DJ 202-PL-260 APR 27 1993 (b)(6) Boynton Beach, Florida 33435 Dear XX This letter responds to your inquiry regarding

the application of title III of the Americans with Disabilities Act (ADA) to the provision of biohazardous waste containment systems at hotels. The ADA authorizes the Department of Justice to provide technical assistance to individuals and entities having rights or obligations under the Act. This letter provides informal guidance to assist you in understanding the ADA's requirements. However, it does not constitute a legal interpretation or legal advice, and it is not binding on the Department of Justice. Your letter asks about the responsibility of hotels to provide Sharps Containment Systems for use by persons with diabetes. Your question raises a number of issues under the Department of Justice's regulation implementing title III of the ADA (enclosed). Under section 36.202 of the title III regulation, public accommodations, including hotels or motels, are required to provide individuals with disabilities with an equal opportunity to enjoy the services that they offer. Housekeeping services, including garbage disposal, are among the services traditionally provided by places of lodging. Places of lodging are not required by Occupational Health and Safety Administration regulations to utilize biohazardous waste systems in garbage disposal, although use of such systems may be advisable. Because the use of biohazardous waste containment systems in the hotel setting is optional, the failure to provide such systems does not exclude individuals with disabilities from equal access to the enjoyment of lodging services. Thus, section 36.202 of the ADA title III regulation does not require hotels to provide such systems. cc: Records, Chrono, Wodatch, Breen, Novich, FOIA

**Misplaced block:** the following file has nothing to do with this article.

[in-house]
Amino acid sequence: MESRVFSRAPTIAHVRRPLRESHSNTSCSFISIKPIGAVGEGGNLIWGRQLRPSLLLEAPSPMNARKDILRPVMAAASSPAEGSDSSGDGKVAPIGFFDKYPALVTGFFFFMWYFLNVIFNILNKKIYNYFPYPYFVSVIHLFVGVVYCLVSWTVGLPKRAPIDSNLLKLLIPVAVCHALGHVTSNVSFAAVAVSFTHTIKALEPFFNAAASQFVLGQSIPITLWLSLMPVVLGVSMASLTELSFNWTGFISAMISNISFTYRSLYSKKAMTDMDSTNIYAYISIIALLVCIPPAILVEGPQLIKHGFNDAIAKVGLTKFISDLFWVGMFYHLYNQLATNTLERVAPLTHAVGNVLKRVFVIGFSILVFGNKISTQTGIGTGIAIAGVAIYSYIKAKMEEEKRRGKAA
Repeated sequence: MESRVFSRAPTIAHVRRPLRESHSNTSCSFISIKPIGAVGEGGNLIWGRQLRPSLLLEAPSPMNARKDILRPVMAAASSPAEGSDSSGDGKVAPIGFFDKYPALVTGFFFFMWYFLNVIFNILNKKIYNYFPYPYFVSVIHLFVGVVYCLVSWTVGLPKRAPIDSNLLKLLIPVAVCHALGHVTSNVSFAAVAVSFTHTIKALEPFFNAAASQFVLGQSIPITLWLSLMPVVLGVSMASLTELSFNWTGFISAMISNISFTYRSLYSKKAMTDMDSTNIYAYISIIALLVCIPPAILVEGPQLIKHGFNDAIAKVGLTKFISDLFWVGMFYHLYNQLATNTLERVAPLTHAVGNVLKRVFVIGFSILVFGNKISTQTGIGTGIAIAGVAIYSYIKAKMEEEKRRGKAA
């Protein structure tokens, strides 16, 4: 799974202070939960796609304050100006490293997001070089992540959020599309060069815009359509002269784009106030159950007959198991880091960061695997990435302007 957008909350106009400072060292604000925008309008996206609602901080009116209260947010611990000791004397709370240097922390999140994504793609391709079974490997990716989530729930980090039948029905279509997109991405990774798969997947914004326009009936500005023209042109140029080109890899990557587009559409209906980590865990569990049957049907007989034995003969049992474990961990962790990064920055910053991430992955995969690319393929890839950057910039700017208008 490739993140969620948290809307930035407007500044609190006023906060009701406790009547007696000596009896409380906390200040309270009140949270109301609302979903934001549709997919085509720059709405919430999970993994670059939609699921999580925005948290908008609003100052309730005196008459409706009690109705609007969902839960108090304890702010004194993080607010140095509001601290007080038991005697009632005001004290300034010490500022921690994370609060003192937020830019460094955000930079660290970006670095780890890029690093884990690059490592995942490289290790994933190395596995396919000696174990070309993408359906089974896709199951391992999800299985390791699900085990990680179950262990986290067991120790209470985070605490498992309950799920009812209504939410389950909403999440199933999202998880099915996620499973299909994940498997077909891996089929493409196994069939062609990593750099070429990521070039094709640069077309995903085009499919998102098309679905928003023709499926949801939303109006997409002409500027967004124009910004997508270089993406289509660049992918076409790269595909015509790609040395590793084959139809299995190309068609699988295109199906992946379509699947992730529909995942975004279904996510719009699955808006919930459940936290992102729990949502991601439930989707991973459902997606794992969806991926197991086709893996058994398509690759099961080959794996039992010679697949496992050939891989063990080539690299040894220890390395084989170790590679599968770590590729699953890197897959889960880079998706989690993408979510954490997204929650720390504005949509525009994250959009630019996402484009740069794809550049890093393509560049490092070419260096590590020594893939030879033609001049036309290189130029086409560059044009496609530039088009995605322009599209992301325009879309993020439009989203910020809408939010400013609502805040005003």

01-02021 -2Moreover, under section 36.302 of the title III regulation, places of lodging must make reasonable modifications in policies, practices, and procedures when such modifications are necessary to afford the goods or services of the place of lodging to an individual with a disability. As stated above, although the use of biohazardous waste disposal systems may be advisable in hotels, it is not required by law. Modifications of waste disposal policies to provide Sharps containment systems at places of lodging are not required by section 36.302, then, because such systems are not necessary to afford lodging services to persons with disabilities. I hope this information is useful to you in understanding the requirements of the ADA. Sincerely, John L. Wodatch Chief Public Access Section Enclosures (2) Title III Technical Assistance Manual Title III Regulation